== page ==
Ground and forest fires decreases drastically in 2017 compared to the previous year. How was this achieved?
Ground and forest fires are very much a reality in Indonesia, taking place every year and imposing very significant impacts on the population, especially communities in and around the location of the fires.
These fires are usually caused by two main factors, human and nature. Most of the ground and forest fires broke out because of fires from land clearing activities that use fire and later turned uncontrollable.
The natural factor that often can lead to ground and forest fire is the extreme dryness of the dry season where rain levels are low or almost inexistent for extended periods. However, ground and forest fires are not only limited to dry lands. They can also happen in wetland or peatland that have already been planted with palm oil.
The ground and forest fires that took place between June and October 2015 are said to have been the worst in the recent history of the country, causing at least 24 deaths and leaving more than 600,000 people suffering from various respiratory tract ailments. A total of some 60 million people were exposed to the smoke from the fires and 2.61 million hectares of ground and forest were gutted.
“Economist calculate the impact from the number of cancelled flights, the impact from offices and business that were forced to close, the impact of disruption to the economy and this have reached a figure that is not small, at around Rp 220 trillion. This is a really huge figure,” President Joko Widodo said at the Negara Palace early this year.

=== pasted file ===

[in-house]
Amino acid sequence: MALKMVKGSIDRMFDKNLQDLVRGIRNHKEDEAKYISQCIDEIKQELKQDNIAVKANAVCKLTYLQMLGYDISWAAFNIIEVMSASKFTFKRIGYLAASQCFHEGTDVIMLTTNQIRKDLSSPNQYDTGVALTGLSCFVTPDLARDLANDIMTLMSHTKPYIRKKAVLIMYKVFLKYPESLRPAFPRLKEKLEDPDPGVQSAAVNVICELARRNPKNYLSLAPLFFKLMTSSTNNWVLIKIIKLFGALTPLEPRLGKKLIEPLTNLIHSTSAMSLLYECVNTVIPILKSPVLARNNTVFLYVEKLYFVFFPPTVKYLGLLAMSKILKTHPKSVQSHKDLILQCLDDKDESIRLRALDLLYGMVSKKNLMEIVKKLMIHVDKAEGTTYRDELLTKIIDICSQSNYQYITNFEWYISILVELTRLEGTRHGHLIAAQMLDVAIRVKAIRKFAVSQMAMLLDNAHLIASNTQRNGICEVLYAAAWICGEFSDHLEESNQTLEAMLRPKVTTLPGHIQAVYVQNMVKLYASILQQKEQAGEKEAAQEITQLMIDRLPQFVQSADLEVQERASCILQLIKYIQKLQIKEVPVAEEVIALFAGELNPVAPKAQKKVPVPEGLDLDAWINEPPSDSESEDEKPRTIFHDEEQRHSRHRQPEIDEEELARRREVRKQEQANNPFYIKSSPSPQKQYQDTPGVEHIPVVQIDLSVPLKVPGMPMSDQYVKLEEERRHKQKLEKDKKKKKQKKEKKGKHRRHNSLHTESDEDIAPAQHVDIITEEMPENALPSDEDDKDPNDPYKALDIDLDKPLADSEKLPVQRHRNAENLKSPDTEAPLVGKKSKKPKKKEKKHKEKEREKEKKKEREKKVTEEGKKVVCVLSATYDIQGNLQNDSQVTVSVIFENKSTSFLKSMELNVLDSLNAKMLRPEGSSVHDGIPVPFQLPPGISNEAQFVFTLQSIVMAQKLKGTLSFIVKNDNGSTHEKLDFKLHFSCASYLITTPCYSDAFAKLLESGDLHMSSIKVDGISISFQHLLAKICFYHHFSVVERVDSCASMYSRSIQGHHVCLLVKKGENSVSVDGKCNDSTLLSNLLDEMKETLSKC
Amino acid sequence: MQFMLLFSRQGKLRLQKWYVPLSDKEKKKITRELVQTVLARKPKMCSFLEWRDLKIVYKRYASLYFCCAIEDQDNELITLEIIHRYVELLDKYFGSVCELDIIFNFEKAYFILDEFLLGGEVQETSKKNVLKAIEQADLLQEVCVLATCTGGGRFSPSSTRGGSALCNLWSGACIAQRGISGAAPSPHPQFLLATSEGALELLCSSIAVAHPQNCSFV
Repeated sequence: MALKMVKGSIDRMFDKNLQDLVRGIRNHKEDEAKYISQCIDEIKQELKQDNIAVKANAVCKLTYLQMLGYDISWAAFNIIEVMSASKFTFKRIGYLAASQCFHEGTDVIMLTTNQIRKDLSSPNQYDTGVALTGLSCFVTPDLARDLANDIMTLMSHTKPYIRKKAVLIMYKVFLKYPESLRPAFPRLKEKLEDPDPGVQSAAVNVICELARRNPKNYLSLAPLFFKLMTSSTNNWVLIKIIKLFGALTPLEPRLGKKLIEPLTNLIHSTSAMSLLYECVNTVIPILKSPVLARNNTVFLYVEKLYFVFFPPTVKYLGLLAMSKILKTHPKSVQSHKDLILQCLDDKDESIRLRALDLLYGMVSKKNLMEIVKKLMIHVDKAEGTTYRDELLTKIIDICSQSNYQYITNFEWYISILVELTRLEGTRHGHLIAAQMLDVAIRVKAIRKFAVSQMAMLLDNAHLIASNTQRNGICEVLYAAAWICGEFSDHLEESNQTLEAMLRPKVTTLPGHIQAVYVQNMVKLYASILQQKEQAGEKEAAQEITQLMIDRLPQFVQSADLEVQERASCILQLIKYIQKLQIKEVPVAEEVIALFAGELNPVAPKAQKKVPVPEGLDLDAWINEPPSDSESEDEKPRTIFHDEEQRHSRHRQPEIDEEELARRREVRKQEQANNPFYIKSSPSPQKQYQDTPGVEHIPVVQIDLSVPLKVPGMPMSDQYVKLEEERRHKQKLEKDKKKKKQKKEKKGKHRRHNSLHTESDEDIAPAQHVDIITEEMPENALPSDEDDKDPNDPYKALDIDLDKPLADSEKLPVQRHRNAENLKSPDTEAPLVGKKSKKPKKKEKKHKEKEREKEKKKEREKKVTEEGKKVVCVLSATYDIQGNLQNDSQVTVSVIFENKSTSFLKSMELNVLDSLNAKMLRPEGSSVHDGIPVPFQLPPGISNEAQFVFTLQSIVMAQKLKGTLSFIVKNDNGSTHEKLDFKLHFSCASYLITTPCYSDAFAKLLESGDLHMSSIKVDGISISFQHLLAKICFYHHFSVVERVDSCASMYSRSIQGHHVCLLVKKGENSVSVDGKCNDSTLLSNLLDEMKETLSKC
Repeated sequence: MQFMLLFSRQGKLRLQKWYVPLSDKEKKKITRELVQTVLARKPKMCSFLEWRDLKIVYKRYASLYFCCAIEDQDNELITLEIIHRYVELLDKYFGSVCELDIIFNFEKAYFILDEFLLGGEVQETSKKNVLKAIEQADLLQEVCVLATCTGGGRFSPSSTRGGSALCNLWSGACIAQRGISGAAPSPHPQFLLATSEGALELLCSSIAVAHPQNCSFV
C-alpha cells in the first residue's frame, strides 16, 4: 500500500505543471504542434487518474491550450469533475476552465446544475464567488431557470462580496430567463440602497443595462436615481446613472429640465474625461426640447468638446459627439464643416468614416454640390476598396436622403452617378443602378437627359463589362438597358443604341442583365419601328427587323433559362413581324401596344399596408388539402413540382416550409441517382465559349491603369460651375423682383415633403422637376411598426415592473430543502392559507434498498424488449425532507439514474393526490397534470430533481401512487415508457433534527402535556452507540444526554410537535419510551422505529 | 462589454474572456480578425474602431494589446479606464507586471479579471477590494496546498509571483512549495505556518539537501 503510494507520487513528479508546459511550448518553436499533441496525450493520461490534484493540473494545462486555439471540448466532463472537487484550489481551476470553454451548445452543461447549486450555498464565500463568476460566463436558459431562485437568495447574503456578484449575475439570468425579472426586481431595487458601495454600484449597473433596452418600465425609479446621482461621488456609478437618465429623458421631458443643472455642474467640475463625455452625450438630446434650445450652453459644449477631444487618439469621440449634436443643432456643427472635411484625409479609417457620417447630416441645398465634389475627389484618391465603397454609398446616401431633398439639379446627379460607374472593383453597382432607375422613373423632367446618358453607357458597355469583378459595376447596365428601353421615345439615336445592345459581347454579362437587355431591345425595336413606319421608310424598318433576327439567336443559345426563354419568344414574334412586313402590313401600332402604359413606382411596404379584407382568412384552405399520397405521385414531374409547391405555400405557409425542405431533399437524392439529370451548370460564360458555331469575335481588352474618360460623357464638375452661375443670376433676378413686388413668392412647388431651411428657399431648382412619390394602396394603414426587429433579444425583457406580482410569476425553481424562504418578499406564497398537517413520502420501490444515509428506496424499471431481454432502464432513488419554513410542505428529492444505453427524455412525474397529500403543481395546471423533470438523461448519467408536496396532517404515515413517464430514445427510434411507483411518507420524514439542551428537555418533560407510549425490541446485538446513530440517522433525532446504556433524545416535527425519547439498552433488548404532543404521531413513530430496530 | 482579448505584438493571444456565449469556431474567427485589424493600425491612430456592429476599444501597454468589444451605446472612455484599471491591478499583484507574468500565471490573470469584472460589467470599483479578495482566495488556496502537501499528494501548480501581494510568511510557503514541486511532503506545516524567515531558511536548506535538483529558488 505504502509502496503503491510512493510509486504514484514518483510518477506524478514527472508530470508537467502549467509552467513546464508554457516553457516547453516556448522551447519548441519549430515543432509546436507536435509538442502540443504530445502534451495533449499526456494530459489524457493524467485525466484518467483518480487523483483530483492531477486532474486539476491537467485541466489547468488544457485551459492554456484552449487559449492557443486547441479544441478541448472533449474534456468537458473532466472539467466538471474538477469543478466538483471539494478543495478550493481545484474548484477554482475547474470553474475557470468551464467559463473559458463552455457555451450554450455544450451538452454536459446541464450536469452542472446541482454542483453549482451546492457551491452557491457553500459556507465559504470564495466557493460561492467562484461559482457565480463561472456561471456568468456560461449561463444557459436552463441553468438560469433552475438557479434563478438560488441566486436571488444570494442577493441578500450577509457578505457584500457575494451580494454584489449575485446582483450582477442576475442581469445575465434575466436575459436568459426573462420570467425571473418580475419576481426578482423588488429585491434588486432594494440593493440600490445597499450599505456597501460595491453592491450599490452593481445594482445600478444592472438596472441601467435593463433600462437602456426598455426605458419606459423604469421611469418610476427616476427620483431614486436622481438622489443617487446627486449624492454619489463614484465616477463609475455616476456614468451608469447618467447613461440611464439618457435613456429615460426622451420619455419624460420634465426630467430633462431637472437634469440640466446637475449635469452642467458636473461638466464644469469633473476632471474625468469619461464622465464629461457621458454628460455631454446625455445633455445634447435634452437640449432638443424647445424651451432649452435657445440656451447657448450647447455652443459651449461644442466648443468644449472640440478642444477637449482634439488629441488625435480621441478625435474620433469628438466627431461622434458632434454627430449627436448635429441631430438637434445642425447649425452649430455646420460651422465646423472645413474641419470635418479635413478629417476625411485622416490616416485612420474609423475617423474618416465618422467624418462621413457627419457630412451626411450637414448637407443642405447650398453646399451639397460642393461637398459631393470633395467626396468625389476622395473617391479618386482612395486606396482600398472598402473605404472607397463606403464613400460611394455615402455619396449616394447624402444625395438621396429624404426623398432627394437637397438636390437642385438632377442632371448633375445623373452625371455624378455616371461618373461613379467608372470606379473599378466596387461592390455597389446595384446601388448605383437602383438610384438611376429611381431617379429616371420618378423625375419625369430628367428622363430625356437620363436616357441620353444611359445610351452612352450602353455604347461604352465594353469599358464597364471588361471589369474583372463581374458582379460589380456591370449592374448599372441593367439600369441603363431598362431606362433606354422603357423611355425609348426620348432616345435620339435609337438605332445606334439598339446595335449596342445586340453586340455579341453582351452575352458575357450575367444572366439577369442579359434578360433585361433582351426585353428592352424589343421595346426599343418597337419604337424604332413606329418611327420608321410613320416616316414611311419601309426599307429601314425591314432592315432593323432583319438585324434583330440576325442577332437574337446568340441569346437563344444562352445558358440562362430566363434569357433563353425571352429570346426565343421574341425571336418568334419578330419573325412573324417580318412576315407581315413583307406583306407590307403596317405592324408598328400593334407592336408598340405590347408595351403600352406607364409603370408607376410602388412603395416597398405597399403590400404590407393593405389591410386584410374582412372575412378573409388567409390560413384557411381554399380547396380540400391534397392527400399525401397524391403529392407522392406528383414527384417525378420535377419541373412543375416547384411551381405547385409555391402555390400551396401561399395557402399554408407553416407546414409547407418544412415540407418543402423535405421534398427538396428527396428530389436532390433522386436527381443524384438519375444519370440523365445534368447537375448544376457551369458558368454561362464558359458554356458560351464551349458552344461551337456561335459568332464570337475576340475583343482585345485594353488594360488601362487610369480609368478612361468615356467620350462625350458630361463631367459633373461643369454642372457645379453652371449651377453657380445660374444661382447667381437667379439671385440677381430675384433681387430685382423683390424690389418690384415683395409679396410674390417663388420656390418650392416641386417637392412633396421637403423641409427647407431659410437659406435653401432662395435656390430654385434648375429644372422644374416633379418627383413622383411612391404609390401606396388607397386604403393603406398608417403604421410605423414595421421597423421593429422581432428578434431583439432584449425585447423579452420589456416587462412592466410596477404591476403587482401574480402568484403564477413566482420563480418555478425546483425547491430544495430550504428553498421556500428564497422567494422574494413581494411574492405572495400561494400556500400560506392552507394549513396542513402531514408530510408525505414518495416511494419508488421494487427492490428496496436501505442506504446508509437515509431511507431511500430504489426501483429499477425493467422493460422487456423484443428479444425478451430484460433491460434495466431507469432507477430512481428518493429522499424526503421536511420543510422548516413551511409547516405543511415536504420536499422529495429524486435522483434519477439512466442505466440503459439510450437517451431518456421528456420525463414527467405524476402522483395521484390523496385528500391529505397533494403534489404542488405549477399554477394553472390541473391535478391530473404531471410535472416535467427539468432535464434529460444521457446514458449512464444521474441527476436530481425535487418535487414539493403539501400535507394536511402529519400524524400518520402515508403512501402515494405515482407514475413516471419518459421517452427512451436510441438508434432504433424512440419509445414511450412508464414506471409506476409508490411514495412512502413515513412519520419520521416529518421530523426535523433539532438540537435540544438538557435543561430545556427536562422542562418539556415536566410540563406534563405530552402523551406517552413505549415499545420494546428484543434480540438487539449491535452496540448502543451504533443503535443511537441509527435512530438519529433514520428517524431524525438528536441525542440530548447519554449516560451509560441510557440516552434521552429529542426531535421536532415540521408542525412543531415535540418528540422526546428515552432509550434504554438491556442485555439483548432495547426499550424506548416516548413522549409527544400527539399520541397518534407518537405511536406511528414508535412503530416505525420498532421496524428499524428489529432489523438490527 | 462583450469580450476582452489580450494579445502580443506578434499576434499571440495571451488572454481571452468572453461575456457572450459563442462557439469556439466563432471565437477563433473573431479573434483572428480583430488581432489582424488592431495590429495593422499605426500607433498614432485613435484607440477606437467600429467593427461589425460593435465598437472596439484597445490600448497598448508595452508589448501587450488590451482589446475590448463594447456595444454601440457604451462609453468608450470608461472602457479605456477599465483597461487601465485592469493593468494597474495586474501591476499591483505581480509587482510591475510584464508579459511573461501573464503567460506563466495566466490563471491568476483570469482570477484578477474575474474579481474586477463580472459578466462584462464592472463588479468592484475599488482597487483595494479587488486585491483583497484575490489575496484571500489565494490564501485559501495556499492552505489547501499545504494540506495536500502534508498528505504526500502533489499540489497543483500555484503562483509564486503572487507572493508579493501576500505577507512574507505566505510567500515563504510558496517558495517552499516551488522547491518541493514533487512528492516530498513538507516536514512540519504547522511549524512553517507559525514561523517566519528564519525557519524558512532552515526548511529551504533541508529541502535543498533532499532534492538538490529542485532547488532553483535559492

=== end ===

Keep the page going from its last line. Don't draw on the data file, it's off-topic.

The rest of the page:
Since then, the central government has launched several programs to prevent and mitigate forest and ground fires, mobilizing the involvement of all stakeholders such as the regional administrations, the National Disaster Mitigation Agency, the Indonesian Armed Forces, the National Police, companies and also local communities.
The Ministry of Environment and Forestry, for example, formed Fire Aware Communities ( Masyarakat Peduli Api/MPA). These MPA were formed in target villages, those bordering with forest areas and fire-prone villages across the country.
The ministry trained and provided the technical knowhow to prevent fires. These trainings and technical knowhow included the provision of a general outlook on ground and forest fire control, basic techniques of prevention, basic land clearing practices without using fire, and basic fire fighting techniques, On-the-field practices were also provided. The environment and forestry ministry also provided simple equipments for early fire fighting.
Corporations in the wood and palm oil industries were also called on to play an active role in the prevention of the ground and forest fires. They are no longer demanded to only supervise their respective conservation areas but are also put under the obligation to monitor the villages around them.
Under this system, companies are required to classified the villages that are under their responsibility into three rings. The first ring covers villages that are directly neighbouring with concessions, the second ring covers villages within a three-kilometer ring around the borders of the concessions, while the third ring involves villages that are more than three kilometers away from the borders of the concessions.